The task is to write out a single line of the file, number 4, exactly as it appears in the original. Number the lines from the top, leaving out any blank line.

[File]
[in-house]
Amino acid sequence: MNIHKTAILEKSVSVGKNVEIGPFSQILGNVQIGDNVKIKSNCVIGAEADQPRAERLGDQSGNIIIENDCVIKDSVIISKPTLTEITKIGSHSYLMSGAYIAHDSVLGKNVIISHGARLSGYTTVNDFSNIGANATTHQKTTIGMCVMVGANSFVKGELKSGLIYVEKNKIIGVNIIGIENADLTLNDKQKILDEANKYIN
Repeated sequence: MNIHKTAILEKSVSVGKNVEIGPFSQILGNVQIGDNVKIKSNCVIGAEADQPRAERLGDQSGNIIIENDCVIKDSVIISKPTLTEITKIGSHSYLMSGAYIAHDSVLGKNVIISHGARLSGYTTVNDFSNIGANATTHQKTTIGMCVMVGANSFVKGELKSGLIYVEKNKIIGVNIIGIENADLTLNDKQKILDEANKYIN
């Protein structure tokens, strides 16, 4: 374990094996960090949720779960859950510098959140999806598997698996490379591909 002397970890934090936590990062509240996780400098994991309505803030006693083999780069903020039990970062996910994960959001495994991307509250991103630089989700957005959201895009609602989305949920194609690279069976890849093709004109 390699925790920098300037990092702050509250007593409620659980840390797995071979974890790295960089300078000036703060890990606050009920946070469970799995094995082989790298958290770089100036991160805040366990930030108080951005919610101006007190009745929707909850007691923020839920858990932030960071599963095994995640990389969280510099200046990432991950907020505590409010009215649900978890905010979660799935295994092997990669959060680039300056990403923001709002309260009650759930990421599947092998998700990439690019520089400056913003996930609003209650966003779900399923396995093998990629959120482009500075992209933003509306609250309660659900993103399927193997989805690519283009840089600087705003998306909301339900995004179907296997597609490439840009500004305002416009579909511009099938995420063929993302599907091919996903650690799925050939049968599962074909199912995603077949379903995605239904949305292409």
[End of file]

């Protein structure tokens, strides 16, 4: 374990094996960090949720779960859950510098959140999806598997698996490379591909 002397970890934090936590990062509240996780400098994991309505803030006693083999780069903020039990970062996910994960959001495994991307509250991103630089989700957005959201895009609602989305949920194609690279069976890849093709004109 390699925790920098300037990092702050509250007593409620659980840390797995071979974890790295960089300078000036703060890990606050009920946070469970799995094995082989790298958290770089100036991160805040366990930030108080951005919610101006007190009745929707909850007691923020839920858990932030960071599963095994995640990389969280510099200046990432991950907020505590409010009215649900978890905010979660799935295994092997990669959060680039300056990403923001709002309260009650759930990421599947092998998700990439690019520089400056913003996930609003209650966003779900399923396995093998990629959120482009500075992209933003509306609250309660659900993103399927193997989805690519283009840089600087705003998306909301339900995004179907296997597609490439840009500004305002416009579909511009099938995420063929993302599907091919996903650690799925050939049968599962074909199912995603077949379903995605239904949305292409």